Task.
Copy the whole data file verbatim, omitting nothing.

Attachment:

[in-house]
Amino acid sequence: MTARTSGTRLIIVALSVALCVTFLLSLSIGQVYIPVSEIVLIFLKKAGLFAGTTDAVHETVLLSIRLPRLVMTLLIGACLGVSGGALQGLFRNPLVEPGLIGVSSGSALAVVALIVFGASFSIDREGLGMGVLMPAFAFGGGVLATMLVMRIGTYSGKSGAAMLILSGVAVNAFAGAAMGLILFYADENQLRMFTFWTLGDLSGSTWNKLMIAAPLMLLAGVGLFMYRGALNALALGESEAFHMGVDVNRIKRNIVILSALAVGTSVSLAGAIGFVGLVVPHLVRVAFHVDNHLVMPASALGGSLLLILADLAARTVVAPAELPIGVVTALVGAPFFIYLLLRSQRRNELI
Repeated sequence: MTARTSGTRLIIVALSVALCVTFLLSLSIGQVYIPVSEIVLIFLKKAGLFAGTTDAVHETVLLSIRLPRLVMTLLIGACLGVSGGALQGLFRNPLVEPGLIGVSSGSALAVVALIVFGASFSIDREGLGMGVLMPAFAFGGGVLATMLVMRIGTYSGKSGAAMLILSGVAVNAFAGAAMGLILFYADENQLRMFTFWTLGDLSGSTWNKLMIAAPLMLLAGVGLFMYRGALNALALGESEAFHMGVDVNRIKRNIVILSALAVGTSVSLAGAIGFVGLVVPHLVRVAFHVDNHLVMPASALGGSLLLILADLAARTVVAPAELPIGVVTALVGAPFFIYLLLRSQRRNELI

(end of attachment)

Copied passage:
[in-house]
Amino acid sequence: MTARTSGTRLIIVALSVALCVTFLLSLSIGQVYIPVSEIVLIFLKKAGLFAGTTDAVHETVLLSIRLPRLVMTLLIGACLGVSGGALQGLFRNPLVEPGLIGVSSGSALAVVALIVFGASFSIDREGLGMGVLMPAFAFGGGVLATMLVMRIGTYSGKSGAAMLILSGVAVNAFAGAAMGLILFYADENQLRMFTFWTLGDLSGSTWNKLMIAAPLMLLAGVGLFMYRGALNALALGESEAFHMGVDVNRIKRNIVILSALAVGTSVSLAGAIGFVGLVVPHLVRVAFHVDNHLVMPASALGGSLLLILADLAARTVVAPAELPIGVVTALVGAPFFIYLLLRSQRRNELI
Repeated sequence: MTARTSGTRLIIVALSVALCVTFLLSLSIGQVYIPVSEIVLIFLKKAGLFAGTTDAVHETVLLSIRLPRLVMTLLIGACLGVSGGALQGLFRNPLVEPGLIGVSSGSALAVVALIVFGASFSIDREGLGMGVLMPAFAFGGGVLATMLVMRIGTYSGKSGAAMLILSGVAVNAFAGAAMGLILFYADENQLRMFTFWTLGDLSGSTWNKLMIAAPLMLLAGVGLFMYRGALNALALGESEAFHMGVDVNRIKRNIVILSALAVGTSVSLAGAIGFVGLVVPHLVRVAFHVDNHLVMPASALGGSLLLILADLAARTVVAPAELPIGVVTALVGAPFFIYLLLRSQRRNELI